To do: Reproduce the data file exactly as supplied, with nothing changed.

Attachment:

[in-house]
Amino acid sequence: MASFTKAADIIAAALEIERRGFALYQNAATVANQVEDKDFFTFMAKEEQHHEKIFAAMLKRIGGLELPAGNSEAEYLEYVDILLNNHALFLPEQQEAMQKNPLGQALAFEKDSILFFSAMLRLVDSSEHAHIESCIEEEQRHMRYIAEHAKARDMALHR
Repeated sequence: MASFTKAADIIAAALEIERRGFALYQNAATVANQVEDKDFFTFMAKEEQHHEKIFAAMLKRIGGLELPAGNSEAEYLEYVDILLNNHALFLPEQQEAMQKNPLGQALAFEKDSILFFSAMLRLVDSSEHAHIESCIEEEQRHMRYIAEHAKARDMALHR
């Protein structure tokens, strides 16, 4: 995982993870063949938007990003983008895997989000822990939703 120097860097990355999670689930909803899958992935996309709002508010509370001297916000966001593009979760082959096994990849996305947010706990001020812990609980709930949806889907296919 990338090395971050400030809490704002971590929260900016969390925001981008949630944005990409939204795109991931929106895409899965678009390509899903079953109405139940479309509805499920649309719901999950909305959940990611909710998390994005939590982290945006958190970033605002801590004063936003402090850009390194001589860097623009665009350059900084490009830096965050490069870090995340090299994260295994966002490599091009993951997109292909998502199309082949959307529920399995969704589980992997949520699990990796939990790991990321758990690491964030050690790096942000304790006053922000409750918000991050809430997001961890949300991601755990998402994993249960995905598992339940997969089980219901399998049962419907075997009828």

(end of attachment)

[in-house]
Amino acid sequence: MASFTKAADIIAAALEIERRGFALYQNAATVANQVEDKDFFTFMAKEEQHHEKIFAAMLKRIGGLELPAGNSEAEYLEYVDILLNNHALFLPEQQEAMQKNPLGQALAFEKDSILFFSAMLRLVDSSEHAHIESCIEEEQRHMRYIAEHAKARDMALHR
Repeated sequence: MASFTKAADIIAAALEIERRGFALYQNAATVANQVEDKDFFTFMAKEEQHHEKIFAAMLKRIGGLELPAGNSEAEYLEYVDILLNNHALFLPEQQEAMQKNPLGQALAFEKDSILFFSAMLRLVDSSEHAHIESCIEEEQRHMRYIAEHAKARDMALHR
């Protein structure tokens, strides 16, 4: 995982993870063949938007990003983008895997989000822990939703 120097860097990355999670689930909803899958992935996309709002508010509370001297916000966001593009979760082959096994990849996305947010706990001020812990609980709930949806889907296919 990338090395971050400030809490704002971590929260900016969390925001981008949630944005990409939204795109991931929106895409899965678009390509899903079953109405139940479309509805499920649309719901999950909305959940990611909710998390994005939590982290945006958190970033605002801590004063936003402090850009390194001589860097623009665009350059900084490009830096965050490069870090995340090299994260295994966002490599091009993951997109292909998502199309082949959307529920399995969704589980992997949520699990990796939990790991990321758990690491964030050690790096942000304790006053922000409750918000991050809430997001961890949300991601755990998402994993249960995905598992339940997969089980219901399998049962419907075997009828």